By Mason Johnson
Donald Trump has angered about half the bands K-HITS plays.
He’s used there songs, often without permission from the musicians themselves.
Not while he’s home, alone and in the shower, mind you. He has a habit of playing any music he wants at the public rallies he holds. Sometimes he has paid for the rights of the music… Sometimes he hasn’t. For someone who claims to be so wealthy, you’d think he could afford to shell out the cash for a sweet entrance song for his speeches.
Since the list of bands who are mad at Trump is literally too long for me to list, here are the five bands Trump’s angered the most.
The most recent offense. Apparently Brian May, the epic Queen guitarist, had no idea Trump was going to play “We Are the Champions” at the Republican National Convention.
This is AFTER Trump used their music without permission at multiple rallies. Last month, May wrote, “My personal reaction to Donald Trump using our music … We’d never give permission.”
And yet Trump still uses it.
It’s not that May is opposed to Trump politically (though that seems likely), in this matter, Trump’s views aren’t what’s annoying to May. He simply wants Queen’s music out of politics altogether.
“Regardless of our views on Mr Trump’s platform, it has always been against our policy to allow Queen music to be used as a political campaigning tool,” May wrote. “Our music embodies our own dreams and beliefs, but it is for all who care to listen and enjoy.”
Donald Trump used Aerosmith’s “Dream On” at several different events last year because he
is was a big fan of the rock band.
After Steven Tyler’s attorneys sent Trump for President Inc. two cease and desist letters, Trump graciously stopped using the song.
“Steven Tyler got more publicity on his song request than he’s gotten in ten years. Good for him!” Donald Trump wrote on Twitter.
The Rolling Stones
“Can you imagine President Trump? The worst nightmare. But we can’t say that. Because it could happen,” Keith Richards commented last year.
Despite openly despising him, Donald Trump was happy to play The Rolling Stones’ music throughout at least May of this year. He was using it in February when a spokesperson of the band complained that Trump had not obtained permission to use their music, and he continued to use it until at least early May, when the band outright told him to stop.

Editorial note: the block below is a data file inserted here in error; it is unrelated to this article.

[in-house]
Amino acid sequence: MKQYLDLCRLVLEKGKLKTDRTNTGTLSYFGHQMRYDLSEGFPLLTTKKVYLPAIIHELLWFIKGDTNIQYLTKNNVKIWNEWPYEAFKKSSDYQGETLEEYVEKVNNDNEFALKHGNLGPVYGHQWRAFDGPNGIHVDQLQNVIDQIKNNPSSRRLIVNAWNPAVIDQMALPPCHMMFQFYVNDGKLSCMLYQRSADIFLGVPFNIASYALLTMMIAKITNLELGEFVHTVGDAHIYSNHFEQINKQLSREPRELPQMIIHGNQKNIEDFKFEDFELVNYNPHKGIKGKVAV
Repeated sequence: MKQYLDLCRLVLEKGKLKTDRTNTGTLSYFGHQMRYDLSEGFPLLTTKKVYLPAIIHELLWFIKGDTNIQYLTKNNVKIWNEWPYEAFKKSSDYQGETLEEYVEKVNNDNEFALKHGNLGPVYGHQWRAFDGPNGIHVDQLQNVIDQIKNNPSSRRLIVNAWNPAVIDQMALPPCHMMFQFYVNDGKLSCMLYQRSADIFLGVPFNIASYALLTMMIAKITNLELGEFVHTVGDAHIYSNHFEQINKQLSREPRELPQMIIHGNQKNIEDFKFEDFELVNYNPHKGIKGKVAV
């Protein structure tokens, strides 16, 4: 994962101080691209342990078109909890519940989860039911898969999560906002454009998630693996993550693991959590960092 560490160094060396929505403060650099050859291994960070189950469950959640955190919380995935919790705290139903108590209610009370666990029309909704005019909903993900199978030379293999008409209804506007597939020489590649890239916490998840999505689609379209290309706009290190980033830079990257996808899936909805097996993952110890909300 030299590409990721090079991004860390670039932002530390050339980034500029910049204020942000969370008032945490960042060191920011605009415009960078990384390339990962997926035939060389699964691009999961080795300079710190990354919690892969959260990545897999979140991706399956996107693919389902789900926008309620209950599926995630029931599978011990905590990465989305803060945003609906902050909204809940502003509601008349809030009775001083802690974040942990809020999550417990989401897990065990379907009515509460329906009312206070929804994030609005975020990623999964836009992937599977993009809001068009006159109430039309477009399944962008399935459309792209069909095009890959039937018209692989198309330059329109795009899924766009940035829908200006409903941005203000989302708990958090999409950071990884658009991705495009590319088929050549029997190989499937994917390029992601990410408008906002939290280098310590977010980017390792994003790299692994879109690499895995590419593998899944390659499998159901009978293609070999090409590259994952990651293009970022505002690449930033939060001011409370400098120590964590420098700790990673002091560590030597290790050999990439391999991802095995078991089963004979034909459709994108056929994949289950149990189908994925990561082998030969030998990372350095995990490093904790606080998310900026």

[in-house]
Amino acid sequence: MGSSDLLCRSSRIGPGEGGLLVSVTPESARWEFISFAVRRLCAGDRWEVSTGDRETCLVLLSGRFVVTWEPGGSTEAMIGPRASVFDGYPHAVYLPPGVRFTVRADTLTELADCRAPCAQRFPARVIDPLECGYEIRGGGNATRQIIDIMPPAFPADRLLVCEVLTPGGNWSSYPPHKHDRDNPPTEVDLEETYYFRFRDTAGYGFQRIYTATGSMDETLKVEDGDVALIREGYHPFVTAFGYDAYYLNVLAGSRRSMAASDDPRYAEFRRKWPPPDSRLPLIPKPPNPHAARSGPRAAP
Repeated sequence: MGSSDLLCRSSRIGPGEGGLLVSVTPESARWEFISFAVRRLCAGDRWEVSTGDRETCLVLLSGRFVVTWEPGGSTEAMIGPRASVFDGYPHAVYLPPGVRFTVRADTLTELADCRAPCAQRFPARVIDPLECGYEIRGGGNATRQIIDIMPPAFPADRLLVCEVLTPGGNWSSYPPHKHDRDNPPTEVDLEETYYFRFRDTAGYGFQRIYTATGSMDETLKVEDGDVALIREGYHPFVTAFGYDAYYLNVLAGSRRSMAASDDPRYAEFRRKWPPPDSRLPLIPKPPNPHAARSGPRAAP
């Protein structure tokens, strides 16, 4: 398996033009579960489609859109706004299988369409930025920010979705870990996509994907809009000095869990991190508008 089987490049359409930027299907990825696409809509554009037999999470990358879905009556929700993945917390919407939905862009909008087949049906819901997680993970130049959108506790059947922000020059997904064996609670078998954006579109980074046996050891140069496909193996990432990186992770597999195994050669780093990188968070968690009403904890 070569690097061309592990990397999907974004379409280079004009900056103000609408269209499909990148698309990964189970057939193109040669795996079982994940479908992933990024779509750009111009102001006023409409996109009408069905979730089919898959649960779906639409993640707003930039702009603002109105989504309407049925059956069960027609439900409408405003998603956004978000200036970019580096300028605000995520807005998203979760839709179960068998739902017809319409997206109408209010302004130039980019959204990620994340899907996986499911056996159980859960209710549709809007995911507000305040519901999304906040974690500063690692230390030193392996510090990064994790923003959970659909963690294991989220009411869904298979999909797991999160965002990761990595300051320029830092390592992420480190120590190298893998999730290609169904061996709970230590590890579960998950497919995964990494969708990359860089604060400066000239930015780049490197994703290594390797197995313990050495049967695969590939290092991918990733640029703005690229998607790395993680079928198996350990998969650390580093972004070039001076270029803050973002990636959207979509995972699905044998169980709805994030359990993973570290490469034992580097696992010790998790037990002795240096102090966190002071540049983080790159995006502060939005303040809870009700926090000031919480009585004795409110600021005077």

The band also apparently has history with Trump. In 1989, the band and Trump crossed paths, and rumor has it that their meeting did not go well. Keith Richards may or may not have whipped out a knife because of Trump…
American musicians have told Trump to stop using their music, English musicians have told Trump to stop using their music – even Canadian musicians, polite as they may be, have put their foot down.
After Trump used “Keep On Rockin’ In The Free World,” Young complained that he’d rather Trump not use it in the future. It bears mentioning that, in this instance, Trump’s campaign did legally license the song via ASCAP and BMI. Technically, he did not need Young’s permission to legally use it.
After Young complained, Trump fired back on Twitter.
“Neil Young’s song, ‘Rockin’ In The Free World’ was just one of 10 songs used as background music. Didn’t love it anyway,” Trump wrote.
Of course, young has since softened on Trump’s use of his songs.
“He actually got a license to use it,” Young said in May. “I mean, he said he did and I believe him. You know, once the music goes out, everybody can use it for anything. But if the artist who made it is saying you never spoke to them, if that means something to you, you probably will stop playing it. And it meant something to Donald and he stopped.”
No word on whether Young’s music had made it back into the Trump rotation.
Michael Stipe’s response to Trump’s use of “It’s the End of the World as We Know It (And I Feel Fine)”?
“Go F*** yourselves…”
The more official statement, released on the band’s statement, was a bit more reserved:
“While we do not authorize or condone the use of our music at this political event, and do ask that these candidates cease and desist from doing so, let us remember that there are things of greater importance at stake here. The media and the American voter should focus on the bigger picture, and not allow grandstanding politicians to distract us from the pressing issues of the day and of the current Presidential campaign.”
A bit more polite than Stipe’s comment, which was shared on Mike Mills Twitter, and reads, “Go f*** yourselves, the lot of you – you sad, attention grabbing, power-hungry little men. Do not use our music or my voice for your moronic charade of a campaign.”
“It’s the End of the World as We Know It (And I Feel Fine),” eh? Seems like an oddly appropriate song to listen to right now at this very moment.